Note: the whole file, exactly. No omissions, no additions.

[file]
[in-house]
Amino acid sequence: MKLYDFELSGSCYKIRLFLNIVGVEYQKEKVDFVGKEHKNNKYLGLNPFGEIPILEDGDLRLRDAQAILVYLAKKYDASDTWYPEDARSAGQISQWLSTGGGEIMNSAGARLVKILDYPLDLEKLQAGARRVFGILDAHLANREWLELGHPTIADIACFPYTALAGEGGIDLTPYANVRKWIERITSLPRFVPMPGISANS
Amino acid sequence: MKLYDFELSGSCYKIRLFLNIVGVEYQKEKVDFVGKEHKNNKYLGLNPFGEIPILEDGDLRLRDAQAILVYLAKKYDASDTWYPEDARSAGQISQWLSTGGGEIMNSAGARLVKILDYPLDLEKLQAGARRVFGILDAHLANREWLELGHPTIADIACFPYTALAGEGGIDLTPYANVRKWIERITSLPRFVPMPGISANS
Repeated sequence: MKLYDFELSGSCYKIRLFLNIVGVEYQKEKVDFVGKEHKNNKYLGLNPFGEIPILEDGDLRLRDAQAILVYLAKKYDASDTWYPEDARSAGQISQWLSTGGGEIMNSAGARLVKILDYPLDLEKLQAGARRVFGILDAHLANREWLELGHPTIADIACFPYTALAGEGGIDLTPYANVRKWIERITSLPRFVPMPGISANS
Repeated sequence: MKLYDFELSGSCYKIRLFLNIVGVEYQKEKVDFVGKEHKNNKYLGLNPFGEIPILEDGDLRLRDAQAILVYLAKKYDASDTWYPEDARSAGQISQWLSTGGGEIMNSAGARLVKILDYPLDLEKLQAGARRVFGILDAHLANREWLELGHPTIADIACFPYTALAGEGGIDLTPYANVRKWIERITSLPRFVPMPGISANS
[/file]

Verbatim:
[in-house]
Amino acid sequence: MKLYDFELSGSCYKIRLFLNIVGVEYQKEKVDFVGKEHKNNKYLGLNPFGEIPILEDGDLRLRDAQAILVYLAKKYDASDTWYPEDARSAGQISQWLSTGGGEIMNSAGARLVKILDYPLDLEKLQAGARRVFGILDAHLANREWLELGHPTIADIACFPYTALAGEGGIDLTPYANVRKWIERITSLPRFVPMPGISANS
Amino acid sequence: MKLYDFELSGSCYKIRLFLNIVGVEYQKEKVDFVGKEHKNNKYLGLNPFGEIPILEDGDLRLRDAQAILVYLAKKYDASDTWYPEDARSAGQISQWLSTGGGEIMNSAGARLVKILDYPLDLEKLQAGARRVFGILDAHLANREWLELGHPTIADIACFPYTALAGEGGIDLTPYANVRKWIERITSLPRFVPMPGISANS
Repeated sequence: MKLYDFELSGSCYKIRLFLNIVGVEYQKEKVDFVGKEHKNNKYLGLNPFGEIPILEDGDLRLRDAQAILVYLAKKYDASDTWYPEDARSAGQISQWLSTGGGEIMNSAGARLVKILDYPLDLEKLQAGARRVFGILDAHLANREWLELGHPTIADIACFPYTALAGEGGIDLTPYANVRKWIERITSLPRFVPMPGISANS
Repeated sequence: MKLYDFELSGSCYKIRLFLNIVGVEYQKEKVDFVGKEHKNNKYLGLNPFGEIPILEDGDLRLRDAQAILVYLAKKYDASDTWYPEDARSAGQISQWLSTGGGEIMNSAGARLVKILDYPLDLEKLQAGARRVFGILDAHLANREWLELGHPTIADIACFPYTALAGEGGIDLTPYANVRKWIERITSLPRFVPMPGISANS